Maine motorists reminded to share the road

AUGUSTA — May begins the season of warmer weather and that means motorcycles will be out on the roads. The Maine Bureau of Highway Safety reminds all motorists that May is Motorcycle Safety Awareness Month and to share the road. 

With thousands of deaths nationally each year, motorcyclists are significantly overrepresented in traffic crashes and fatalities. Nationally in 2020, per vehicle mile traveled, motorcyclists were about 28 times more likely than passenger vehicle occupants to die in a motor vehicle crash and were four times more likely to be injured.  Even the smallest momentary lapse in a vehicle driver’s awareness can result in the death of an unseen motorcyclist. 

During 2020, 29 motorcycle riders were killed in traffic crashes in Maine, with 62 percent happening on rural roadways. While crashes have decreased since 2017, fatalities continue to increase. 

“We really want to spread the word to all Maine motorists to always share the road with all other road users, and to especially remember to keep an eye out for motorcyclists during Motorcycle Safety Awareness Month,” said Lauren V. Stewart, director of the Maine Bureau of Highway Safety. “It can be easy to overlook a motorcycle due to their smaller size and having not seen them on the roads all winter. For this reason, it’s more important we put forth extra effort in keeping watch. Take a second to take a second look, it just could save a life.” 

Tips for motorists 

  • Though a motorcycle is a small vehicle, its operator still has the same rights of the road as any other motorist. Always allow the motorcycle the full width of a lane.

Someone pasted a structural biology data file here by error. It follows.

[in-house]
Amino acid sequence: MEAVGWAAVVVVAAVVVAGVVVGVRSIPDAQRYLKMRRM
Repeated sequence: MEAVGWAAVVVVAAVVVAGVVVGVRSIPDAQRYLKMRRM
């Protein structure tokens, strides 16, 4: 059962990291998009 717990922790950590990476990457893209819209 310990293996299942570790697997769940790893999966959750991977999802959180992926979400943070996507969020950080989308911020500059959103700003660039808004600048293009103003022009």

• Remember, motorcycles are smaller than most vehicles and difficult to see. Their size can also cause other drivers to misjudge their speed and distance. 
  • Always use a turn signal when changing lanes or merging with traffic. 
  • If a motorcycle has a signal on, remember motorcycle signals are often non-canceling, and the motorcyclist could have forgotten to turn it off. Proceed with caution to allow the motorcyclists the opportunity to complete the maneuver. 
  • Check all mirrors and blind spots for motorcycles before changing lanes or merging with traffic, especially at intersections. 
  • Look, then take a second look before turning left. Many crashes with motorcycles happen when a motorist is turning left. 
  • Allow more following distance – three or four seconds – when following a motorcycle; this gives the motorcycle rider more time to maneuver or stop in an emergency. Motorcycle riders may suddenly need to change speed or adjust their lane position to avoid hazards such as potholes, gravel, wet or slippery surfaces, pavement seams, railroad crossings and grooved pavement. 
  • Never drive distracted or impaired. 

Tips for motorcyclists 

  • Wear a DOT-compliant helmet and other protective gear. 
  • Always complete rider education courses and ride with a current motorcycle license. In 2020, nationwide, 36 percent of motorcycle riders involved in fatal crashes were riding without valid motorcycle licenses. 
  • Obey all traffic laws and be properly licensed. 
  • Use hand and turn signals at every lane change or turn. 
  • Wear brightly colored clothes and reflective tape to increase visibility. 
  • Ride in the middle of the lane where you will be more visible to drivers. 
  • Never ride distracted or impaired. 

For more information on motorcycle safety, visit 

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